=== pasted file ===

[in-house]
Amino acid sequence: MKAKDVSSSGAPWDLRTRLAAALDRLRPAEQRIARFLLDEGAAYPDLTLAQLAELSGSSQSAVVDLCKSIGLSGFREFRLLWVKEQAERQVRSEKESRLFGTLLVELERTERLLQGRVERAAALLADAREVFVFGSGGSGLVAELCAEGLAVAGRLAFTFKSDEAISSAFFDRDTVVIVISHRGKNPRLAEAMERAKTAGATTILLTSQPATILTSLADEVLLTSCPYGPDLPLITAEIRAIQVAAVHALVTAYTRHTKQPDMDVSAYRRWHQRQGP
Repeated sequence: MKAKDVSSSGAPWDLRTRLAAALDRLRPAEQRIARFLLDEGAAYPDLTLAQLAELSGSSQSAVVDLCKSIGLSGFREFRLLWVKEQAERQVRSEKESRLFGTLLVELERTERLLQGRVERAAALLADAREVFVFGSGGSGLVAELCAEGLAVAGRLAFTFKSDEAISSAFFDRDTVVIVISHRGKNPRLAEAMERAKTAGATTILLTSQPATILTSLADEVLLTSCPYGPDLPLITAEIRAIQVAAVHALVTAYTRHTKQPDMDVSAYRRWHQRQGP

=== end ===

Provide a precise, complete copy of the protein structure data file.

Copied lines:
[in-house]
Amino acid sequence: MKAKDVSSSGAPWDLRTRLAAALDRLRPAEQRIARFLLDEGAAYPDLTLAQLAELSGSSQSAVVDLCKSIGLSGFREFRLLWVKEQAERQVRSEKESRLFGTLLVELERTERLLQGRVERAAALLADAREVFVFGSGGSGLVAELCAEGLAVAGRLAFTFKSDEAISSAFFDRDTVVIVISHRGKNPRLAEAMERAKTAGATTILLTSQPATILTSLADEVLLTSCPYGPDLPLITAEIRAIQVAAVHALVTAYTRHTKQPDMDVSAYRRWHQRQGP
Repeated sequence: MKAKDVSSSGAPWDLRTRLAAALDRLRPAEQRIARFLLDEGAAYPDLTLAQLAELSGSSQSAVVDLCKSIGLSGFREFRLLWVKEQAERQVRSEKESRLFGTLLVELERTERLLQGRVERAAALLADAREVFVFGSGGSGLVAELCAEGLAVAGRLAFTFKSDEAISSAFFDRDTVVIVISHRGKNPRLAEAMERAKTAGATTILLTSQPATILTSLADEVLLTSCPYGPDLPLITAEIRAIQVAAVHALVTAYTRHTKQPDMDVSAYRRWHQRQGP